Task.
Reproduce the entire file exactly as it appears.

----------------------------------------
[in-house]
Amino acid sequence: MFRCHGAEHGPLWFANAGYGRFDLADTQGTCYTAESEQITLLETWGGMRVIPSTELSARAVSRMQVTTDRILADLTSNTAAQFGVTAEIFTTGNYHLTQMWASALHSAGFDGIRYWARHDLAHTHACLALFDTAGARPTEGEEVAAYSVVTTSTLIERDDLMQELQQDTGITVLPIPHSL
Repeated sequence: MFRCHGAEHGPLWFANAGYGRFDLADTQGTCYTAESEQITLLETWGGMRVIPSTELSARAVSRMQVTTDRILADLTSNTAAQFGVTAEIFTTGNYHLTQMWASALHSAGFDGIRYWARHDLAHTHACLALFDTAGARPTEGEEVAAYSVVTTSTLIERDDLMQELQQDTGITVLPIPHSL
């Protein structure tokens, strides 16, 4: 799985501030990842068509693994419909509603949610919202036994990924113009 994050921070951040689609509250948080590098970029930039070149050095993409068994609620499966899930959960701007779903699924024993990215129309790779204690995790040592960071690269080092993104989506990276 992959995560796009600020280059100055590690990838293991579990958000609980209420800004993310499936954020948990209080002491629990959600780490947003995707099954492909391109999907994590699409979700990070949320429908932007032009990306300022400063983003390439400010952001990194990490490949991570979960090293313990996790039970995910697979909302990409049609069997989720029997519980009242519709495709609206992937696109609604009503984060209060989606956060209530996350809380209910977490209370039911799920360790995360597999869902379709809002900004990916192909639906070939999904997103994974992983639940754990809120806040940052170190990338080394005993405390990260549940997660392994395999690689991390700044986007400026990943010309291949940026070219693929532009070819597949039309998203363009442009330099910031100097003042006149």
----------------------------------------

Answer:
[in-house]
Amino acid sequence: MFRCHGAEHGPLWFANAGYGRFDLADTQGTCYTAESEQITLLETWGGMRVIPSTELSARAVSRMQVTTDRILADLTSNTAAQFGVTAEIFTTGNYHLTQMWASALHSAGFDGIRYWARHDLAHTHACLALFDTAGARPTEGEEVAAYSVVTTSTLIERDDLMQELQQDTGITVLPIPHSL
Repeated sequence: MFRCHGAEHGPLWFANAGYGRFDLADTQGTCYTAESEQITLLETWGGMRVIPSTELSARAVSRMQVTTDRILADLTSNTAAQFGVTAEIFTTGNYHLTQMWASALHSAGFDGIRYWARHDLAHTHACLALFDTAGARPTEGEEVAAYSVVTTSTLIERDDLMQELQQDTGITVLPIPHSL
């Protein structure tokens, strides 16, 4: 799985501030990842068509693994419909509603949610919202036994990924113009 994050921070951040689609509250948080590098970029930039070149050095993409068994609620499966899930959960701007779903699924024993990215129309790779204690995790040592960071690269080092993104989506990276 992959995560796009600020280059100055590690990838293991579990958000609980209420800004993310499936954020948990209080002491629990959600780490947003995707099954492909391109999907994590699409979700990070949320429908932007032009990306300022400063983003390439400010952001990194990490490949991570979960090293313990996790039970995910697979909302990409049609069997989720029997519980009242519709495709609206992937696109609604009503984060209060989606956060209530996350809380209910977490209370039911799920360790995360597999869902379709809002900004990916192909639906070939999904997103994974992983639940754990809120806040940052170190990338080394005993405390990260549940997660392994395999690689991390700044986007400026990943010309291949940026070219693929532009070819597949039309998203363009442009330099910031100097003042006149």